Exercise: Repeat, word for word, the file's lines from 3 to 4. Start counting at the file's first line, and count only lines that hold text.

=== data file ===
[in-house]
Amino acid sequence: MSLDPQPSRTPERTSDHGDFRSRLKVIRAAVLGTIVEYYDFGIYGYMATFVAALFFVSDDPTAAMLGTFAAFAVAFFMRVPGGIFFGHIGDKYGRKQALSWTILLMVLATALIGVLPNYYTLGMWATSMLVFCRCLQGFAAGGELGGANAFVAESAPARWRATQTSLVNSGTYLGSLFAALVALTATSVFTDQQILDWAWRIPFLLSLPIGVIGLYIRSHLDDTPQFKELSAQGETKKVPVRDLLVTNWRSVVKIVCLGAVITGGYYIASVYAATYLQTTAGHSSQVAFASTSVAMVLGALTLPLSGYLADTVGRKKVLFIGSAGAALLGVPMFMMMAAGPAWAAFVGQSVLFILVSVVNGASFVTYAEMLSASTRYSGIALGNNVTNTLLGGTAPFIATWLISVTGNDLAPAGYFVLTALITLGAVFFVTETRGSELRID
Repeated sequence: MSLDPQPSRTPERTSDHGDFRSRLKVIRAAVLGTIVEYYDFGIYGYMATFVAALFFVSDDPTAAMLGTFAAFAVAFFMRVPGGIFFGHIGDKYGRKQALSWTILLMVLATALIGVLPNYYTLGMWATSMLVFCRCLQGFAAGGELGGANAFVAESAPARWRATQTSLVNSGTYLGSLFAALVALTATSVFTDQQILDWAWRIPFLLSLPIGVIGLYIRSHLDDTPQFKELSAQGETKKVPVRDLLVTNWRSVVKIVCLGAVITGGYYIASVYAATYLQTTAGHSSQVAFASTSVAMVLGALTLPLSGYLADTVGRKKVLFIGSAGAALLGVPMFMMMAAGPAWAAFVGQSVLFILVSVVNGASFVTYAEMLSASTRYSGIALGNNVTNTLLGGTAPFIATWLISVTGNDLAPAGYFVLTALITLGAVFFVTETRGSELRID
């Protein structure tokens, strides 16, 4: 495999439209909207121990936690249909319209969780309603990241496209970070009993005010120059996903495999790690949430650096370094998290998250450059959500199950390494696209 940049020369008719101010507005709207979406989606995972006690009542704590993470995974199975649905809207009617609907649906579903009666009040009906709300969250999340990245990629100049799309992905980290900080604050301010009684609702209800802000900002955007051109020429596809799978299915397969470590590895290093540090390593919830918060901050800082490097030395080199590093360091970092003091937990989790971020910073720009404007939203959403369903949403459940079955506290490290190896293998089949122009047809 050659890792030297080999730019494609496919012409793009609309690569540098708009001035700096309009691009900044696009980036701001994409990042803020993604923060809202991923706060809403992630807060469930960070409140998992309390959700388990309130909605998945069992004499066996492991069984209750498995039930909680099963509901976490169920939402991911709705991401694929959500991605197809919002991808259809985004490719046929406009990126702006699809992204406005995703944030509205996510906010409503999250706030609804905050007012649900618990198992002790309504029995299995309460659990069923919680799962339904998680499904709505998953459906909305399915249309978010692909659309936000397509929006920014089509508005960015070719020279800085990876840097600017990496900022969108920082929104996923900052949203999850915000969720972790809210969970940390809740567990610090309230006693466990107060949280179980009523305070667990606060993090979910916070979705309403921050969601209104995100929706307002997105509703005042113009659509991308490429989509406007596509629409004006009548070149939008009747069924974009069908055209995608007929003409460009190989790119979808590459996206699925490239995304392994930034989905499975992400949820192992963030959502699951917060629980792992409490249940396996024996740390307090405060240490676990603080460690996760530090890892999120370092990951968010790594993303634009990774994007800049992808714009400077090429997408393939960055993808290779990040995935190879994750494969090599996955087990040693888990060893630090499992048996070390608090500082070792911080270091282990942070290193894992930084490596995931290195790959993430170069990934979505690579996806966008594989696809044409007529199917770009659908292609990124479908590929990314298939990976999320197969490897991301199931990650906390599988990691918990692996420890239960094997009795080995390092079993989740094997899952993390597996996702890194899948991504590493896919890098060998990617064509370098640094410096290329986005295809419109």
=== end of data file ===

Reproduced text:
Repeated sequence: MSLDPQPSRTPERTSDHGDFRSRLKVIRAAVLGTIVEYYDFGIYGYMATFVAALFFVSDDPTAAMLGTFAAFAVAFFMRVPGGIFFGHIGDKYGRKQALSWTILLMVLATALIGVLPNYYTLGMWATSMLVFCRCLQGFAAGGELGGANAFVAESAPARWRATQTSLVNSGTYLGSLFAALVALTATSVFTDQQILDWAWRIPFLLSLPIGVIGLYIRSHLDDTPQFKELSAQGETKKVPVRDLLVTNWRSVVKIVCLGAVITGGYYIASVYAATYLQTTAGHSSQVAFASTSVAMVLGALTLPLSGYLADTVGRKKVLFIGSAGAALLGVPMFMMMAAGPAWAAFVGQSVLFILVSVVNGASFVTYAEMLSASTRYSGIALGNNVTNTLLGGTAPFIATWLISVTGNDLAPAGYFVLTALITLGAVFFVTETRGSELRID
């Protein structure tokens, strides 16, 4: 495999439209909207121990936690249909319209969780309603990241496209970070009993005010120059996903495999790690949430650096370094998290998250450059959500199950390494696209 940049020369008719101010507005709207979406989606995972006690009542704590993470995974199975649905809207009617609907649906579903009666009040009906709300969250999340990245990629100049799309992905980290900080604050301010009684609702209800802000900002955007051109020429596809799978299915397969470590590895290093540090390593919830918060901050800082490097030395080199590093360091970092003091937990989790971020910073720009404007939203959403369903949403459940079955506290490290190896293998089949122009047809 050659890792030297080999730019494609496919012409793009609309690569540098708009001035700096309009691009900044696009980036701001994409990042803020993604923060809202991923706060809403992630807060469930960070409140998992309390959700388990309130909605998945069992004499066996492991069984209750498995039930909680099963509901976490169920939402991911709705991401694929959500991605197809919002991808259809985004490719046929406009990126702006699809992204406005995703944030509205996510906010409503999250706030609804905050007012649900618990198992002790309504029995299995309460659990069923919680799962339904998680499904709505998953459906909305399915249309978010692909659309936000397509929006920014089509508005960015070719020279800085990876840097600017990496900022969108920082929104996923900052949203999850915000969720972790809210969970940390809740567990610090309230006693466990107060949280179980009523305070667990606060993090979910916070979705309403921050969601209104995100929706307002997105509703005042113009659509991308490429989509406007596509629409004006009548070149939008009747069924974009069908055209995608007929003409460009190989790119979808590459996206699925490239995304392994930034989905499975992400949820192992963030959502699951917060629980792992409490249940396996024996740390307090405060240490676990603080460690996760530090890892999120370092990951968010790594993303634009990774994007800049992808714009400077090429997408393939960055993808290779990040995935190879994750494969090599996955087990040693888990060893630090499992048996070390608090500082070792911080270091282990942070290193894992930084490596995931290195790959993430170069990934979505690579996806966008594989696809044409007529199917770009659908292609990124479908590929990314298939990976999320197969490897991301199931990650906390599988990691918990692996420890239960094997009795080995390092079993989740094997899952993390597996996702890194899948991504590493896919890098060998990617064509370098640094410096290329986005295809419109």